In a study that I did with Penn State Extension in Lancaster County in 2006, DHIA data and farm responses to a survey showed that wearing gloves was associated with significantly less somatic cell counts compared to herds not wearing gloves. In the same study, pre-dipping was also associated with significantly less somatic cell counts compared to herds that did not pre-dip.

Wearing gloves, by the way, will reduce those painful fingertip cracks that are so common during the winter time. And those painful fingertip cracks happen to be a great areas for bacteria to lodge – especially Staph aureus. And it’s those same fingertips which are prepping the next cow to milk, right?

Don’t forget the milking machines and the liners themselves. If many cows have teat ends that have little rings at the ends of each teat, then the cows are either being milked too long or there is too much vacuum fluctuation during milking time. Those rings harbor bugs. By making sure cows start milking within 60 seconds of preparation, 95% of your cows will be finished milking in about 3-4 minutes. Machine milking can be very irritating to cows if the machines aren’t functioning properly, regardless of make or model. Many factors go into udder health – clean and dry teats, clean and dry hands, pre-and post dipping, milk out time, and the machines themselves. 

Thinking back to the pasture studies mentioned earlier, the common theme is that cows being grazed had essentially better milk quality. Then what was it about those cows housed continually indoors? While I’m not certain, I would probably include damp bedding as a main culprit leading to decreased udder health. And as those of you who know my writings by now, dry bedding is once again a key ingredient in maintaining good health – in this instance for udder health.

If SCC is becoming a problem, as it always is if it gets above 400,000 (the cut off limit by most organic milk processors), then it’s time to get to the bottom of the problem. The usual method I recommend is to look at your DHIA sheets and identify all cows that have a linear SCC (LSCC) of 5 or higher, then use a CMT paddle to identify the quarter(s) that are positive to the CMT fluid, then take a milk sample and have it cultured to see which bug/germ might be responsible. If not on DHIA, then you should be running a CMT on your herd every month to stay on top of which animals may be contributing to any SCC problems. You simply cannot effectively deal with udder health issues without knowing what bug(s) may be involved. Sure, you may have a favorite remedy to treat cows with, but little by little, especially if there is a contagious bug like Staph aureus or Strep ag, your herd udder health will continually be a battle, resulting in more clinical mastitis flare-ups. Once you eventually do look into the problem, those bugs might have set up shop in the udder to such an extent that really drastic measures may be your only hope. Using foresight, remaining aware and employing a careful milking technique will always lead to better outcomes than simply doing things the same old way and hoping they’ll miraculously get better. Sure miracles do happen, but you’ll probably enjoy milking your cows more even if it means you’ve got to make some changes to your current routine. I’ve heard some folks say in the past “But they don’t prep the cows at all in New Zealand – they just stick on the milker”. If everything is fine – great, don’t make any changes! But if you are having milk quality problems, remember to get back to basics. When it comes to milking routines and milking hygiene, conventional wisdom really has its place, even on organic dairies.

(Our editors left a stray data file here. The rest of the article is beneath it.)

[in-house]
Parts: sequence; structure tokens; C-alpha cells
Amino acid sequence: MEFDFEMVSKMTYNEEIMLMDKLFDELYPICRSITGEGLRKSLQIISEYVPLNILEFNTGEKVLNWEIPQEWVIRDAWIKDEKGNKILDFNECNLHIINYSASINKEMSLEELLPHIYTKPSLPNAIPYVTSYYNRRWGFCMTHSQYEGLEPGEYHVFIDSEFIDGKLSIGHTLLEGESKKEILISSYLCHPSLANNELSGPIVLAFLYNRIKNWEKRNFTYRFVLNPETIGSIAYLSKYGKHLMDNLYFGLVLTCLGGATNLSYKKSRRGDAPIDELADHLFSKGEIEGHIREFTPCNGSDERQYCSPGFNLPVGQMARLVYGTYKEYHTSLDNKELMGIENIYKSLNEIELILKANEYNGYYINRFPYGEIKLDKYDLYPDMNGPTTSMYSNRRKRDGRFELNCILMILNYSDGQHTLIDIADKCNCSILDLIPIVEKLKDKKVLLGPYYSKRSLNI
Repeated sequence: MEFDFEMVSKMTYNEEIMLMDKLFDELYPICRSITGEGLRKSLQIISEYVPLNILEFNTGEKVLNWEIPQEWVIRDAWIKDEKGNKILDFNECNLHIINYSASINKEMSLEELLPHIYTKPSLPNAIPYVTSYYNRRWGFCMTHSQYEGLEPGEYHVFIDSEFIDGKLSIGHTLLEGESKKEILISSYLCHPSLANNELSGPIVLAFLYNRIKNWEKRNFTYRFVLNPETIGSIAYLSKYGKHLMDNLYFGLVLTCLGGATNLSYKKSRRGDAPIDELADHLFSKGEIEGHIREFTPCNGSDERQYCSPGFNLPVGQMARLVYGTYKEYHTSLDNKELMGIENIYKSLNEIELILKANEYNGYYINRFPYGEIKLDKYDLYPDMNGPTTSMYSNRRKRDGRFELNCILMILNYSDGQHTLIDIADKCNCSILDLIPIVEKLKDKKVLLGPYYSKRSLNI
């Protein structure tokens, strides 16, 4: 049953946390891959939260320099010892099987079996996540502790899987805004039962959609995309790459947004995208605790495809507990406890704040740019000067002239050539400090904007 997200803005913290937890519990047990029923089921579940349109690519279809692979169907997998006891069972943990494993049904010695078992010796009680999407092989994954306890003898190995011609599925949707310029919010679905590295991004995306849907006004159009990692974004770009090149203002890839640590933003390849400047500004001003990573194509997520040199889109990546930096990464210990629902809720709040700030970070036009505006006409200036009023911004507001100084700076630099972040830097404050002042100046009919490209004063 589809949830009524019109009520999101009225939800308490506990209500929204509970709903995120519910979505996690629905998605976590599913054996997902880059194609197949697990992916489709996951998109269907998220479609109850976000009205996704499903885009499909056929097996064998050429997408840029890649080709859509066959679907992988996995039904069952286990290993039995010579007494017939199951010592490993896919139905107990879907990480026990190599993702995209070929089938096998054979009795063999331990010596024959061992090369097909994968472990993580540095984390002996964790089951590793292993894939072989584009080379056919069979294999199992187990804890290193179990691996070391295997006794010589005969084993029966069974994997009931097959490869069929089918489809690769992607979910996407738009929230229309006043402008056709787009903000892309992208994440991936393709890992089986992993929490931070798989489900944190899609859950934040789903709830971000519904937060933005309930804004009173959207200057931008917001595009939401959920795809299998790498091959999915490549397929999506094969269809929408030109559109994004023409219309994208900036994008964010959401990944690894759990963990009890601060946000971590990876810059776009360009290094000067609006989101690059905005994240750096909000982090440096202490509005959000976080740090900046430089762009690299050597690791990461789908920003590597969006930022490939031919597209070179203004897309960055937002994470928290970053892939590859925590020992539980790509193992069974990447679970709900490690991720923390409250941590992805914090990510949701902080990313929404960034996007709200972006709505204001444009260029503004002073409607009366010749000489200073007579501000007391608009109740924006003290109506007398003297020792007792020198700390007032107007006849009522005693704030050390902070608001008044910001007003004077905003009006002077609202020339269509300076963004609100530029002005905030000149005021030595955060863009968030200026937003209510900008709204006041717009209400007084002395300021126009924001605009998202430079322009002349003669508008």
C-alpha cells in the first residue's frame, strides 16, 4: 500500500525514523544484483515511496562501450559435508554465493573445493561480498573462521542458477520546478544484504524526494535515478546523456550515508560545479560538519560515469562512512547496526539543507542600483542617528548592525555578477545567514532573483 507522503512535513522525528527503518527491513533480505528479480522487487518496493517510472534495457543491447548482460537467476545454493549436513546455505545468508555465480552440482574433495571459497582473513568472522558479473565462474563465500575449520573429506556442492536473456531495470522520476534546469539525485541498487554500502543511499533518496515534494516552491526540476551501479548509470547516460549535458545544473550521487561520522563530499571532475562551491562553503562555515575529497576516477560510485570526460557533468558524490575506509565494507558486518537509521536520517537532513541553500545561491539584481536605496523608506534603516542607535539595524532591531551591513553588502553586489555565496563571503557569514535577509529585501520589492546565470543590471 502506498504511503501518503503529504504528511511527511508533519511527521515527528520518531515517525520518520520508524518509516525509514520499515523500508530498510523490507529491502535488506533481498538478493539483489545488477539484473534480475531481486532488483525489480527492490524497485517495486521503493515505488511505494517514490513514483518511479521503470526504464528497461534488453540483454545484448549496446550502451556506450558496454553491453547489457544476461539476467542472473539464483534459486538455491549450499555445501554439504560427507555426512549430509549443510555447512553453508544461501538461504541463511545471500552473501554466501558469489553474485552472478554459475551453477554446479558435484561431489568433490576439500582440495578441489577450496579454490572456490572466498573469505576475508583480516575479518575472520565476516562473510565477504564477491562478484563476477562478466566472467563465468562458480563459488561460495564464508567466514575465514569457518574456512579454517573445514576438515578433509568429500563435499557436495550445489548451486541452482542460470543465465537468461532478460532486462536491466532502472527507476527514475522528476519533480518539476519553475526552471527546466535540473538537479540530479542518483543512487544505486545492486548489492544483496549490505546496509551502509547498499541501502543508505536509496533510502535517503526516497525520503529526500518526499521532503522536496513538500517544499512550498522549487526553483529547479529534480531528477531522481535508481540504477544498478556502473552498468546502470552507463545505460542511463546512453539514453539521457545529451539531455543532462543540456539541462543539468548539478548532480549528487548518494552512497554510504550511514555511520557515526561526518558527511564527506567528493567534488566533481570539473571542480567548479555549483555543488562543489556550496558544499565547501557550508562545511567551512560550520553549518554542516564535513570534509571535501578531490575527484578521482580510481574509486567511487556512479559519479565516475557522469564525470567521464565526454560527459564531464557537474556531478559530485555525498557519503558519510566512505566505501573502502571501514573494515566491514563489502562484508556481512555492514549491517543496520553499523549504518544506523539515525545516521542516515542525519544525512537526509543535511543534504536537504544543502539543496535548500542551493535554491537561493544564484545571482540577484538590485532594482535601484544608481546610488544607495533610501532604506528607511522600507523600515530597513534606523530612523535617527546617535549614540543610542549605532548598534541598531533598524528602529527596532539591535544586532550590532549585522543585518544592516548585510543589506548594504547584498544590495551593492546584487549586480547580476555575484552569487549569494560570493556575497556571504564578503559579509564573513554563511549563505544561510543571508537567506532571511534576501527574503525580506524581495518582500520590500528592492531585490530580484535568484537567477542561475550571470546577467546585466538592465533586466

For Bovinity Health, information on functional alternatives to antibiotics see:
www.bovinityhealth.com